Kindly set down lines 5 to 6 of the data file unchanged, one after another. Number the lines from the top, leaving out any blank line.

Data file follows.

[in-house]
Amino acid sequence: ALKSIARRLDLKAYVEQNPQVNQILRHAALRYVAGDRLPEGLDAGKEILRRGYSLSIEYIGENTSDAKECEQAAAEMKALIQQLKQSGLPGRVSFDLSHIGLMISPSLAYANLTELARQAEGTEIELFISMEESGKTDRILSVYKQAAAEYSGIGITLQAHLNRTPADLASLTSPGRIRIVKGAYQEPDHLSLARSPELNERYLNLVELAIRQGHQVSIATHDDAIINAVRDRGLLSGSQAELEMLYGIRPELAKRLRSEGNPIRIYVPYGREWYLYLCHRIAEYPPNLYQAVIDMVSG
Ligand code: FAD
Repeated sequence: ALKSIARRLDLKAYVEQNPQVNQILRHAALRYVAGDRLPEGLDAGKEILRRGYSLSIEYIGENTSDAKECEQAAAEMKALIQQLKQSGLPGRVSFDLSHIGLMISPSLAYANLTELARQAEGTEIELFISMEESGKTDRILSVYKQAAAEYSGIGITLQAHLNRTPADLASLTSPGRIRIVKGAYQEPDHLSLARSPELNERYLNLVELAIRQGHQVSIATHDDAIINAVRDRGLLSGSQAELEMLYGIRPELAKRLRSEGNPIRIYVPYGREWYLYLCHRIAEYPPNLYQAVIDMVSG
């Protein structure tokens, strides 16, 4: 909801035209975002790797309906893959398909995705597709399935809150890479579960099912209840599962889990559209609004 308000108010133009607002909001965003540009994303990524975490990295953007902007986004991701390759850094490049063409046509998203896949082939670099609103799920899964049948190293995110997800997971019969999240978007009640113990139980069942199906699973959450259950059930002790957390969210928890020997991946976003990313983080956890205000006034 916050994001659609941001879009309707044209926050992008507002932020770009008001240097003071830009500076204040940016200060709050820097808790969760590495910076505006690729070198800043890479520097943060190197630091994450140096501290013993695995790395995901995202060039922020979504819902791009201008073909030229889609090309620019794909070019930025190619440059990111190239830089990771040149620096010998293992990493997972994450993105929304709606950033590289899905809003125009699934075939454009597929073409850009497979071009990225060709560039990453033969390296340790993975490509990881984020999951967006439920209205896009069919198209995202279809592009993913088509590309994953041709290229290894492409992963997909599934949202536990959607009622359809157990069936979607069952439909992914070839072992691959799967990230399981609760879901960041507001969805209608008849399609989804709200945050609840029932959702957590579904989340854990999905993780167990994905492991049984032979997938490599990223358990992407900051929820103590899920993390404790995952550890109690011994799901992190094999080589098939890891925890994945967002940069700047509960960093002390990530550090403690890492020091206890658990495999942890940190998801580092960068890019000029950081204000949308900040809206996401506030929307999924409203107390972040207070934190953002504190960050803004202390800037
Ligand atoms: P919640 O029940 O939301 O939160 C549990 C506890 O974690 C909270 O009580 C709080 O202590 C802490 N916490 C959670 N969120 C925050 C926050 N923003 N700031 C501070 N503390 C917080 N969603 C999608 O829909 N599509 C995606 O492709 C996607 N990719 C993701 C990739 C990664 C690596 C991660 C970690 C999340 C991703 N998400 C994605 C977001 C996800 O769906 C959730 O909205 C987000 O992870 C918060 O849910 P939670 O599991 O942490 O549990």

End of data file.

């Protein structure tokens, strides 16, 4: 909801035209975002790797309906893959398909995705597709399935809150890479579960099912209840599962889990559209609004 308000108010133009607002909001965003540009994303990524975490990295953007902007986004991701390759850094490049063409046509998203896949082939670099609103799920899964049948190293995110997800997971019969999240978007009640113990139980069942199906699973959450259950059930002790957390969210928890020997991946976003990313983080956890205000006034 916050994001659609941001879009309707044209926050992008507002932020770009008001240097003071830009500076204040940016200060709050820097808790969760590495910076505006690729070198800043890479520097943060190197630091994450140096501290013993695995790395995901995202060039922020979504819902791009201008073909030229889609090309620019794909070019930025190619440059990111190239830089990771040149620096010998293992990493997972994450993105929304709606950033590289899905809003125009699934075939454009597929073409850009497979071009990225060709560039990453033969390296340790993975490509990881984020999951967006439920209205896009069919198209995202279809592009993913088509590309994953041709290229290894492409992963997909599934949202536990959607009622359809157990069936979607069952439909992914070839072992691959799967990230399981609760879901960041507001969805209608008849399609989804709200945050609840029932959702957590579904989340854990999905993780167990994905492991049984032979997938490599990223358990992407900051929820103590899920993390404790995952550890109690011994799901992190094999080589098939890891925890994945967002940069700047509960960093002390990530550090403690890492020091206890658990495999942890940190998801580092960068890019000029950081204000949308900040809206996401506030929307999924409203107390972040207070934190953002504190960050803004202390800037
Ligand atoms: P919640 O029940 O939301 O939160 C549990 C506890 O974690 C909270 O009580 C709080 O202590 C802490 N916490 C959670 N969120 C925050 C926050 N923003 N700031 C501070 N503390 C917080 N969603 C999608 O829909 N599509 C995606 O492709 C996607 N990719 C993701 C990739 C990664 C690596 C991660 C970690 C999340 C991703 N998400 C994605 C977001 C996800 O769906 C959730 O909205 C987000 O992870 C918060 O849910 P939670 O599991 O942490 O549990």